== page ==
But North Korea is a serial violator of agreements.  Their pattern under Kim Jong Il (predecessor of the current leader) was to provoke an international crisis and then barter away the provocation they had changed the status quo with, so that every deal gave them a little more money or food for returning to the status quo.  Like father like son may yet prove true.

What does the North Korean deal tell us?  Where this most foreign and isolated country is concerned, it is almost impossible to know.  It could mean the Great Successor, in power less than two months, is firmly in control of the security apparatus.  Or it could mean the exact opposite: it acted while he was too new to be in control.  Or he may never gain control but instead be a puppet shielding from view the forces making decisions.

It could mean the leadership feared they could not control public outrage over food shortages.  Or — more likely — there were rumblings from the military about too little food even for them (you will recall the Great Successor’s first act was to declare the military had first priority on food).  Or it could mean Kim Jong Un is a new kind of North Korean leader, genuinely interested in ruling his country beneficently.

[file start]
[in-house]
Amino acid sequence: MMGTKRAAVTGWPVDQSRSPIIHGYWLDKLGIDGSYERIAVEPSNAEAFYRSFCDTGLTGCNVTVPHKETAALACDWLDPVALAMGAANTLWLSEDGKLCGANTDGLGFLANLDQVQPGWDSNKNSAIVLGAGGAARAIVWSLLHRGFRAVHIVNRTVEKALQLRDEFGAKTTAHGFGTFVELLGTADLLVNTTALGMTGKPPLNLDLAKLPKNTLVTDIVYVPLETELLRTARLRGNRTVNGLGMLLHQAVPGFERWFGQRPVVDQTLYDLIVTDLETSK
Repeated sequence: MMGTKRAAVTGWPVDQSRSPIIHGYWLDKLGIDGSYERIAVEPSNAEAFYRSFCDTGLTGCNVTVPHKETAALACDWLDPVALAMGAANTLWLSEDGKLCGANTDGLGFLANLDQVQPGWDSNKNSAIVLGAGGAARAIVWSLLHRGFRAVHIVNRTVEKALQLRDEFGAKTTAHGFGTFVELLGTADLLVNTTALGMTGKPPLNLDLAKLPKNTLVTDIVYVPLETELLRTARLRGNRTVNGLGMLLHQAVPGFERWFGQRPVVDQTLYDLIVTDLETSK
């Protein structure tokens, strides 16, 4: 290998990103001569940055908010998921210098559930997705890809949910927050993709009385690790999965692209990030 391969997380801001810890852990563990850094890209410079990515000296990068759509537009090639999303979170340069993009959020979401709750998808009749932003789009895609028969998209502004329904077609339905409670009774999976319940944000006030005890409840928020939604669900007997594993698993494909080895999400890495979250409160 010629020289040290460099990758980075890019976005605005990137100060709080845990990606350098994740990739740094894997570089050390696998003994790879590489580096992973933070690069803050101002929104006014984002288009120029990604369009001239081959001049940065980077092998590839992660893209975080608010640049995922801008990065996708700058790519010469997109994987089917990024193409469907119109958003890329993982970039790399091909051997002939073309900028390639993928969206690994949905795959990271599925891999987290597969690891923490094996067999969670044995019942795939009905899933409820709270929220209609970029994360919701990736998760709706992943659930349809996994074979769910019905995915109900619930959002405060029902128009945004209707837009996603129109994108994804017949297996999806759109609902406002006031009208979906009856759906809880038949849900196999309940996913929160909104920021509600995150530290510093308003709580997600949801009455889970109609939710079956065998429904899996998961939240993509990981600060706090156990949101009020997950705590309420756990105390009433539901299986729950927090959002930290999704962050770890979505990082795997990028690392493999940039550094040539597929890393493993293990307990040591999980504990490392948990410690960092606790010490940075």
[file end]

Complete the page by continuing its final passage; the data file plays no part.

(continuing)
It could mean the North Koreans no longer value nuclear weapons.  Or it could mean their nuclear arsenal is now so large they have concluded there is no need for further uranium processing.  It could mean they intend to diversify their economy away from proliferation of missiles and nuclear components as their sole export.  Or it could mean they have diversified their program sufficiently that allowing inspectors into the facility at Yongbyon is no constraint on their enrichment activity elsewhere.  It could mean they have been priced out of the proliferation market.  Or it could mean non-proliferation regimes and financial tracking are tight enough to squeeze them beyond even their profit margin.